Juneteenth is a commemoration of the last day that enslaved Africans in Texas were informed by Maj. Gen. Gordon Granger that they had been emancipated following a proclamation issued by President Abraham Lincoln more than two years earlier without being told by their enslavers. The Order promised ‘absolute equality of personal rights between former masters and slaves’ who should now relate to one another as ‘employer and hired labor.’ The emancipated men were advised to ‘remain quietly at their present homes and work for wages’. They were prohibited from flocking to military posts in search of protection from racist mobs intent on lynching them and they were told that ‘they will not be supported in idleness’ anywhere.
The language of the General Orders, Number 3 issued by Maj. Gen. Gordon Granger on June 19, 1865 is problematic. It assumed that the enslavers will exclusively be the employers of labor while the enslaved will quietly work for wages in the homes owned by the former enslavers. They were expected to remain on the plantations and continue working for those who enslaved them. Any hints of the demand for reparations were dismissed as the expectations of being ‘supported in idleness’ even though working hard was known as working like a Negro. There was no expectation that people of African descent would ever move away from the plantations to seek better opportunities elsewhere (there is still no Freedom of Movement in the US constitution), nor that they could become employers of labor in their own rights, nor run for office as leaders.
Not surprisingly, Frederick Douglas and many former enslaved people did not celebrate June 19 because they preferred to commemorate January 1, 1863, when the Lincoln emancipation proclamation came into force. According to Henry Louis Gates Jr. , the ‘celebration’ of June 19 came to be preferred by African Americans perhaps because January 1 is too cold a time compared to June 19 and the original emancipation proclamation referred narrowly to people who were enslaved in confederate states, leaving hundreds of thousands enslaved in the border states to remain in captivity until the 13th Amendment to the Constitution in 1865 finally stated that "Neither slavery nor involuntary servitude, except as a punishment for crime whereof the party shall have been duly convicted, shall exist within the United States, or any place subject to their jurisdiction." In other words, penal slavery or convict labor system remained lawful!
The National Association for the Advancement of Colored People continued the celebration of Juneteenth with games in parks, voter registration drives, and barbecues. Texas was the first state to declare Juneteenth a public holiday but it also declared the date as Confederate Heroes Day to honor those who fought to keep slavery going. After more than 40 states declared Juneteenth state public holidays, in June 2021, the US Senate voted unanimously to recognize Juneteenth as a Federal Holiday but 14 Republican Party members of Congress were the only ones in the House of Representatives to vote against the public holiday. Despite the commemoration of Juneteenth as a public holiday, white supremacy continues to be the order of the day in the criminal justice system, housing, healthcare, voting rights, education, and employment but without a significant effort to offer reparative justice to the descendants of the enslaved.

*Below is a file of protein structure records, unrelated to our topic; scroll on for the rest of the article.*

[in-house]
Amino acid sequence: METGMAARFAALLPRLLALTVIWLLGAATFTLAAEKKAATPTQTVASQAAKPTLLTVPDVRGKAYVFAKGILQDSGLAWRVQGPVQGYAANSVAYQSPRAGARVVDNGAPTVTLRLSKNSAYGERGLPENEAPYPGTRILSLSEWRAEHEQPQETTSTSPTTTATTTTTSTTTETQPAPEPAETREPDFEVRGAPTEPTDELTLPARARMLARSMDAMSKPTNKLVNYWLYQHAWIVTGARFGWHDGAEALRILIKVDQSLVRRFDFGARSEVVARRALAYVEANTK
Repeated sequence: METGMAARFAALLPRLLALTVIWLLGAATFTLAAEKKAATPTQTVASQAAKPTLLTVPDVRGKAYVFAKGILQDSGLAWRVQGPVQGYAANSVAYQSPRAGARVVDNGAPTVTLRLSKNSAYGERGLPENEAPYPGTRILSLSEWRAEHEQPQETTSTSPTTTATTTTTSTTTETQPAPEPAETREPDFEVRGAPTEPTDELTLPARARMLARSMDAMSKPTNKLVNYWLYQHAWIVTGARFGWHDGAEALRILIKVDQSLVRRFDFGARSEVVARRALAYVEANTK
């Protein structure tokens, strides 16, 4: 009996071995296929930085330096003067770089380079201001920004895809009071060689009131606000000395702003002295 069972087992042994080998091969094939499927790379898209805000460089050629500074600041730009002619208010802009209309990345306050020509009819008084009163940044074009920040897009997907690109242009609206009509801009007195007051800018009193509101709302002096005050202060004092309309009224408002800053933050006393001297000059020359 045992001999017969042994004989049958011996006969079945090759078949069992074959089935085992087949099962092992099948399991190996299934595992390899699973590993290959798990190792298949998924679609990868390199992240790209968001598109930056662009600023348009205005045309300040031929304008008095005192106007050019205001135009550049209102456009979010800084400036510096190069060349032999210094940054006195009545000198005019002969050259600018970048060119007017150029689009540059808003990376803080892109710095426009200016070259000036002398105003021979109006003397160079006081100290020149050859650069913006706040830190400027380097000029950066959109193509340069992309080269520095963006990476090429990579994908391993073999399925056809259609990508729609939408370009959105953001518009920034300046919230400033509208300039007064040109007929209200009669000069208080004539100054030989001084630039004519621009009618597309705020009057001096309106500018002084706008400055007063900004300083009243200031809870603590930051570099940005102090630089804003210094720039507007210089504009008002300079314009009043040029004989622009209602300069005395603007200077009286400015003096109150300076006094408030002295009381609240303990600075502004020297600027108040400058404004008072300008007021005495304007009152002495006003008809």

African scholars have also grappled with the abolition of slavery. Adiele Afigbo published The Abolition of the Slave Trade in Southeastern Nigeria: 1885-1950 to show that although the British claimed to have abolished slavery in 1834, they had no intention of doing so in Africa where colonialism assumed the role of plantation slavery. It was only after Igbo and Ibibio women rose up to oppose what Walter Rodney termed the ‘double squeeze’ according to which maximum surpluses were extracted from workers and peasants by the colonizers through the fixing of the prices of imported manufactures as well as the prices of exported raw materials and through forced labor that the British started making serious efforts to end what they called ‘domestic slavery’. The women who declared war against colonialism in 1929 were massacred by the British and the Enugu coal miners who demanded a living wage were also massacred in 1949 to show that colonialism was just another name for slavery in Africa.
Africans should commemorate Emancipation Day, the way African Caribbeans commemorate August 1, Fus Ah August, as Emancipation Day. The day should be marked with the reading of relevant history books in schools and in the community and the demand for the ending of modern slavery and for reparative justice to be paid to people of African descent.